You are here: Home Features Mizoram villagers brave dam waters in protest
Mizoram villagers brave dam waters in protest

Jul 30, 2009

A small village in Mizoram, a northeastern state in India, is facing threat of submergence from a newly built dam. The local tribals are refusing to leave their village, and demanding adequate compensation package for the loss of their livelihood and property.

Zohmingphanga, a farmer from Builum village in northeast India’s Mizoram state, was a happy man until last year. The 21 bighas of cultivable land that he inherited from his forefathers, and eight fish ponds spread over 12 bighas, earned him more than enough to sustain his eight-member family.


Not any more. The entire village of Builum, located in Kolasib district, is slated to be submerged within two months when water from the dam of the newly-built Serlui mini hydel power project is released.

Zohmingphanga is not the only one facing this crisis. The village houses around 24 families, all of whom are victims of the Serlui mini hydel power project and live under constant pressure from the authorities to vacate their homes.

Farming and fishery constitute the only sources of livelihood for Builum’s inhabitants. Only a few people have shifted to towns near the state capital Aizawl to take up jobs in the government and private sector.

Officials at the Serlui power project say water levels in the dam have been rising since last May, and that the authorities are considering releasing water from the dam some time soon. The total capacity of the Serlui reservoir is 80 metres. Current water levels have already crossed the 55.07-metre mark.

The 12 MW Serlui mini hydel power project was only recently completed. The authorities plan to roll the first turbine of the dam by the end of this month. This will release 24 cubic metres of water from the dam, submerging the entire village of Builum.

The Mizoram government has asked the villagers to leave. Although, the government has assured them proper rehabilitation and compensation, the 24 families complain they have not received adequate compensation.

Undervaluation of land

“The government sent a team of surveyors to assess the total value of our lands towards the end of last year. However, their estimate is not acceptable to us. As per the estimate of the surveyors, I was offered only Rs 700 per bigha for my 9 bighas of cultivable land,” says Rainiana, a resident of the village. According to him, the present value of cultivable land in Biulum is no less than Rs 40,000 per bigha.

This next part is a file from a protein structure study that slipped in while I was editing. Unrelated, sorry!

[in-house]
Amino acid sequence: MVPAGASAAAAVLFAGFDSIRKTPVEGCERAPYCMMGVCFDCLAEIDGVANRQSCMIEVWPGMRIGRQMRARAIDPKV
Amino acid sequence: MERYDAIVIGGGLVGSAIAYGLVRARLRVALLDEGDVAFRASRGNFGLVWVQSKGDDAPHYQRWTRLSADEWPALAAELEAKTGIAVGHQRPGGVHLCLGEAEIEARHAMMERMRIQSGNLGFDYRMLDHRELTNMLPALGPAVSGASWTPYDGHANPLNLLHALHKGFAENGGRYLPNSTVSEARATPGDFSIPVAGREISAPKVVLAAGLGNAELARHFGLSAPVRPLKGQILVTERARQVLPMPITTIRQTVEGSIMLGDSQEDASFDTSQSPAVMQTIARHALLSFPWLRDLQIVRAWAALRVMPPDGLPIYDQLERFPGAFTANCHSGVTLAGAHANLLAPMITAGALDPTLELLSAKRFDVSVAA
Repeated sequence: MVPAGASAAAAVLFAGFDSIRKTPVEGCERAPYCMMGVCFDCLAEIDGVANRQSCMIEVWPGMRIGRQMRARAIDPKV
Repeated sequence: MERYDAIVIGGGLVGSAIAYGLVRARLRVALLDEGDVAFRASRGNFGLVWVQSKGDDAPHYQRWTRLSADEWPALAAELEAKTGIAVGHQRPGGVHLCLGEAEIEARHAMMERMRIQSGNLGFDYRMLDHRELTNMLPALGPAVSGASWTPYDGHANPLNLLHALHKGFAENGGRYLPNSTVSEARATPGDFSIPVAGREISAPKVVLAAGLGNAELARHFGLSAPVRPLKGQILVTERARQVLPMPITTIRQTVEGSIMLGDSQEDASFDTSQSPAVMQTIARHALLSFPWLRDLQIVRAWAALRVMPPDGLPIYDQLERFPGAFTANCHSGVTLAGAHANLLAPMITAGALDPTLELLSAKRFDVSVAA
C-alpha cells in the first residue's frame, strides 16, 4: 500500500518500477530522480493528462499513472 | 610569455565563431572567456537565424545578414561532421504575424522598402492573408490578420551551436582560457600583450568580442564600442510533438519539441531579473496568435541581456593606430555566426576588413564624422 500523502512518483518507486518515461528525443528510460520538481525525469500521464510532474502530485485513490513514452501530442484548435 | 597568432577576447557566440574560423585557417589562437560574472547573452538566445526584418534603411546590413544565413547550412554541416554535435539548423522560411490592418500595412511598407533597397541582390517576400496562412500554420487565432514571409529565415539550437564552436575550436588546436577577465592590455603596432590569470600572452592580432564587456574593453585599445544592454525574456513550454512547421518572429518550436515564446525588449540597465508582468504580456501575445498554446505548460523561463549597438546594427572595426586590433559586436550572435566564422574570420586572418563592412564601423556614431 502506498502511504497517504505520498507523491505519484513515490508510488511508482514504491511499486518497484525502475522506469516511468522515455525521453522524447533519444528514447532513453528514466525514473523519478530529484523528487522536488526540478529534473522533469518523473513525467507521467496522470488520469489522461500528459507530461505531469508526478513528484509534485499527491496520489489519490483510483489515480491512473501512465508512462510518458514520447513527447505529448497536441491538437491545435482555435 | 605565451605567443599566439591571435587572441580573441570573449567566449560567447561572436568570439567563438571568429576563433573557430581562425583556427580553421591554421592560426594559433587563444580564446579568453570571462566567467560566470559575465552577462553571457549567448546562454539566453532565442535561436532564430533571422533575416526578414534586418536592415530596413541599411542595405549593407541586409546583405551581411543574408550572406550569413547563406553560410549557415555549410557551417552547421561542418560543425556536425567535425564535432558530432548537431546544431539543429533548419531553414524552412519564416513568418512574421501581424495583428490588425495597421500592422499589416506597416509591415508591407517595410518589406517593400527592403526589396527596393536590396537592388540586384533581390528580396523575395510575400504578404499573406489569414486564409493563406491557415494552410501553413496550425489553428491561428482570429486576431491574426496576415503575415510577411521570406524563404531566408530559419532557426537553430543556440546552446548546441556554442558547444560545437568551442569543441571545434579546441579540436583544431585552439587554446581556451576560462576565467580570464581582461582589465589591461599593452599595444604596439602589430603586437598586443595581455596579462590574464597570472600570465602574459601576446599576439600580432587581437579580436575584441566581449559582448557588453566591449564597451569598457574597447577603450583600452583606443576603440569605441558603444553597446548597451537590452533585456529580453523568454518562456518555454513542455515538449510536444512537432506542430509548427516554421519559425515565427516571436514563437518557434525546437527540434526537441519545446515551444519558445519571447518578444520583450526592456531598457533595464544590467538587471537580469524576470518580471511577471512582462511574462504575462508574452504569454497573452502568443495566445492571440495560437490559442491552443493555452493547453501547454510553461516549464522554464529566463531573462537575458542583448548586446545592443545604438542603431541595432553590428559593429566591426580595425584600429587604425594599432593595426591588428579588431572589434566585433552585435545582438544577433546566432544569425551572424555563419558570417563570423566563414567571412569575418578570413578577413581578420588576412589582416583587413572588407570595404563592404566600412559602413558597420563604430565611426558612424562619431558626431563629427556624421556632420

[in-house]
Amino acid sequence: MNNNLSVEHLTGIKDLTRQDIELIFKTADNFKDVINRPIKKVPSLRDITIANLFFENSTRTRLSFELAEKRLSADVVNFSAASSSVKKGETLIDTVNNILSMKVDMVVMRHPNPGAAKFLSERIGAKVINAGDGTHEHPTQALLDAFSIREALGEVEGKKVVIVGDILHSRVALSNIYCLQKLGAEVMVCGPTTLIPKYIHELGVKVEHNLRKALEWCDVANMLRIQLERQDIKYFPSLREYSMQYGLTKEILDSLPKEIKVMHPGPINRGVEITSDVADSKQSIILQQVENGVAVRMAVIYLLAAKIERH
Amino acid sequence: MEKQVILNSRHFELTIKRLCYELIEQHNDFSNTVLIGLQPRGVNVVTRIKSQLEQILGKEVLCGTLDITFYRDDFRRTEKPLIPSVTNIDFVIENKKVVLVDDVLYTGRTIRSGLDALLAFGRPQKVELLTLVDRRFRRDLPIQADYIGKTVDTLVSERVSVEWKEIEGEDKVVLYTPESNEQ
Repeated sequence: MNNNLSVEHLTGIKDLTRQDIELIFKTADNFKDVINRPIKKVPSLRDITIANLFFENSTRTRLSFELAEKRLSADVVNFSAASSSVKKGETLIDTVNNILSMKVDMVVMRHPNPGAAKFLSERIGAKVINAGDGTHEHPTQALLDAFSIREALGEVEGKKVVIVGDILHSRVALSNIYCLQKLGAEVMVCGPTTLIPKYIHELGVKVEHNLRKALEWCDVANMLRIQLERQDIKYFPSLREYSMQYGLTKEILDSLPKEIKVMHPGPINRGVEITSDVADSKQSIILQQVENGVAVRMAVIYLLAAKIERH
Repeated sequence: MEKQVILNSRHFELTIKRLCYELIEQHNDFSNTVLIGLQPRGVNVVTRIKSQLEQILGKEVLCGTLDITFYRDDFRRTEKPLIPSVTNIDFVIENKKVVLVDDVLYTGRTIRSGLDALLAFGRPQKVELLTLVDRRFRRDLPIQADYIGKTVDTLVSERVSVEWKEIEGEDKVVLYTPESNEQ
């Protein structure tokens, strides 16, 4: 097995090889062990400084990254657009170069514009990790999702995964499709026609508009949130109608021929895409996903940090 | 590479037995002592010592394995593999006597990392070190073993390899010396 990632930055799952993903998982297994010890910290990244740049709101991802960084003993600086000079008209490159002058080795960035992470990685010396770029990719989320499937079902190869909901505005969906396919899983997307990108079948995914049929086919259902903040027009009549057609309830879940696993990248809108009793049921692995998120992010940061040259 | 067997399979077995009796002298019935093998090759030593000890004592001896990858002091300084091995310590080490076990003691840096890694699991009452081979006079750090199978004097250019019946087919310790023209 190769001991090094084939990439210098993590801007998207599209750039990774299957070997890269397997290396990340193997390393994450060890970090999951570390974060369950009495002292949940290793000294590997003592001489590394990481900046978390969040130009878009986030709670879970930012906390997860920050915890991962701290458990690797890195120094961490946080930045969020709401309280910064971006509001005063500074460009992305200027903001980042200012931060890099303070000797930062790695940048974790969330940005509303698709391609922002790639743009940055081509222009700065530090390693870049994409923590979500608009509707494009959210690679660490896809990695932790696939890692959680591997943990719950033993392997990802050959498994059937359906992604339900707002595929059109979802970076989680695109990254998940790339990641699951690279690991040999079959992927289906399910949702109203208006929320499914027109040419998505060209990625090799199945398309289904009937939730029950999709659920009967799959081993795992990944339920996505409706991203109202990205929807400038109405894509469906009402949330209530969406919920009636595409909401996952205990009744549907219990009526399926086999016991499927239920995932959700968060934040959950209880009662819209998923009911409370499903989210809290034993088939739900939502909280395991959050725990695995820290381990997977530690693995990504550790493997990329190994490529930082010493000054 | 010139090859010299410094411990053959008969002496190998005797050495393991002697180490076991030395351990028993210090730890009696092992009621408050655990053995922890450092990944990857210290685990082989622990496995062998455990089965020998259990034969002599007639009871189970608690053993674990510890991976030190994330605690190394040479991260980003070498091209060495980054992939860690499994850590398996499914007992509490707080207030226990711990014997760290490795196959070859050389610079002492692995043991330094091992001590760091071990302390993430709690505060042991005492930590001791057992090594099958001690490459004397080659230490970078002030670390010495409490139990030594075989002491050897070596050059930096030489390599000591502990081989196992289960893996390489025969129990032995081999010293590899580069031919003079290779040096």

“I refused to bribe the surveyors to do an estimate of my land. Other people in the village bribed them and they got several lakhs of rupees as compensation for their land,” Rainiana says.


“The government assured us that we would be rehabilitated in another village called Bokhlang in the same district. However, we were given only Rs 1.5 lakh to build a house. It is not enough.”

Saihnua (62), also a farmer, alleges that surveyors submitted misleading reports to the government.

“While some people received compensation of up to Rs 5 lakh for their land, others with similar land were offered only Rs 700 per bigha. Zohmingphanga was offered only Rs 2 lakh for his 21 bighas of cultivable land and 12 bighas of fish pond, which is much less than its value,” he said.

Braving the water

And so the 24 families have decided to brave the dam waters as a protest against the district administration’s failure to provide them adequate compensation for their lands.

“We are not going to accept this, and we are not vacating the village even if they release the water,” Saihnua says defiantly.

R Saihnua says: “There have been severe discrepancies in disbursing compensation and rehabilitation to the project-affected people. We are not going to leave the village until our people are given adequate compensation for their lands. We are ready to die when the authorities release water from the dam.”
Chief engineer of the Serlui project, C L Thangliana says: “We had given a notification asking the villagers to vacate Builum as the department had to release water from the dam. However, some of them have refused to agree to the compensation package.”

Thangliana did not comment further as the issue of compensation is being dealt with by the Kolasib district administration.

The issue has become so complicated that it has forced the powerful Young Mizo Association (YMA) and Mizo Zirlai Pawl (MZP) to intervene. Various NGOs and students’ bodies in the state have set up a coordination committee to put pressure on the government.

Source : Infochange
Most Read
Most Shared
You May Like




Jobs at OneWorld










Global Goals 2030
OneWorld South Asia Group of Websites